Experiment 1-1. Stand with your feet parallel, a comfortable distance apart. Release all tension in your body. Recreate the heavy feeling you get after a hot bath—especially when you let the water drain out while you recline in the tub. Release your eyes (liquefy your eyeballs and feel them pooling in their sockets). Release your temples, nasal passages, jaw, tongue, throat, shoulders, back, arms, chest, abdomen, lower abdomen, and even your legs. Feel the heaviness of everything hanging from and supported by your skeleton. Do not let your head droop but extend its top upward without contracting your neck muscles.

The Importance of Releasing Tension in Doing Taiji Movement Stability (Root)

Another aspect of song is “root.” at is, by attaining a state of song, your center of gravity is low, and you are “rooted” to the ground similarly to a tree.

Experiment 1-2. Stand with your feet parallel, a comfortable distance apart. Release all tension in your body. Recreate the heavy feeling you get after a hot bath. Release everything mentioned in Experiment 1-1. Feel how stable you are. Then tense your chest. Feel your center of mass rise and your stability decrease.

Need to relax

Fig. 1-2. The positioning of the feet in a 70-30 stance. The rear foot is at 45 degrees to the direction of the stance and bears 30 percent of the weight of the body. The feet are a shoulder width apart. To test this width, rotate your rear foot inward on its heel until its centerline is parallel to that of your forward foot. The separation of these two centerlines should be equal to the distance between your shoulder joints. To test the length, shift your weight 100 percent onto your rear leg, letting your forward leg slide backward until it stops. Any backward movement means that when you originally stepped into that stance, you over reached that foot and prematurely committed your weight.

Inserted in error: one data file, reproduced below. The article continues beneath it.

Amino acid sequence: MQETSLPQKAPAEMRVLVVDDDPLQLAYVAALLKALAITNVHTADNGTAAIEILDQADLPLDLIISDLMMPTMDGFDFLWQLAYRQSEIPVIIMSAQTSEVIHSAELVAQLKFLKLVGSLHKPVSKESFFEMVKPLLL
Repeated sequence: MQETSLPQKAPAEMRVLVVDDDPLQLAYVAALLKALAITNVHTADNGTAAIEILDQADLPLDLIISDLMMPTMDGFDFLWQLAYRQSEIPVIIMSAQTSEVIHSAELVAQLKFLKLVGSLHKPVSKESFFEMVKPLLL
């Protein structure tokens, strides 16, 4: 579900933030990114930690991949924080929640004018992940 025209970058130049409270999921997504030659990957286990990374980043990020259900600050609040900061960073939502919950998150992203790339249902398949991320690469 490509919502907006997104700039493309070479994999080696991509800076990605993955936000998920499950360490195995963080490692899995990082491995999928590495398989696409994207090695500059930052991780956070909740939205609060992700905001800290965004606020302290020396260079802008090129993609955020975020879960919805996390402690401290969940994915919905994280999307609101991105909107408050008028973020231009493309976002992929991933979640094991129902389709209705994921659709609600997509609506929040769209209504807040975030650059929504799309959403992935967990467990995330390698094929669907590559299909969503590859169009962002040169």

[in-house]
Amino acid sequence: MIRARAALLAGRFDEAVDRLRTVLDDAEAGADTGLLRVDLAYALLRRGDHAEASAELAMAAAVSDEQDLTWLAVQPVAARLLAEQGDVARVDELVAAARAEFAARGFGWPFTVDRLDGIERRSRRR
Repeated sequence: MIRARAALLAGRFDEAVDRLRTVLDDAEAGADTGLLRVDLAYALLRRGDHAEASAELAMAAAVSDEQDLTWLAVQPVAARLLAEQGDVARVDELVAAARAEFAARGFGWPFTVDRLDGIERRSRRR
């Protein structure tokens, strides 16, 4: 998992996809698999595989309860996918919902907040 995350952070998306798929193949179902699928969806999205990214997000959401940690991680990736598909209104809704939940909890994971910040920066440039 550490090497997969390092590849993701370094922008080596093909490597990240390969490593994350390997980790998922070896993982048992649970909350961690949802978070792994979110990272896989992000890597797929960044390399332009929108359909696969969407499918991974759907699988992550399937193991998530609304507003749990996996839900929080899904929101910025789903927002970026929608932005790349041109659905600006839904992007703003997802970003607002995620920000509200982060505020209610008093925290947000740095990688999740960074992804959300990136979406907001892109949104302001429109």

Professor Cheng reminded us that our distant ancestors walked on all fours, with their midsections hanging from their spines. Every step provided healthful movement of organs, glands, and other bodily tissues. The movement also promoted free flow of blood, with its transport of oxygen and nutrients into cells and waste products out. Becoming upright provided enormous developmental value. But we paid a health price by having our organs stacked one upon the other, with little freedom to move or receive nutritive and cleansing effects. Of course, there is no turning back, but by relaxing and doing healthful movement, we can mitigate some of the harmful effects.


Song also has a spiritual aspect. By learning to release unneeded physical ten-sion, we are paving the way for also releasing wrong thinking and the frequent overstepping of bounds of our emotional systems. However, walking that path requires sustained vigilance, critical but objective self-observation, and consistent work. Success is definitely not automatic.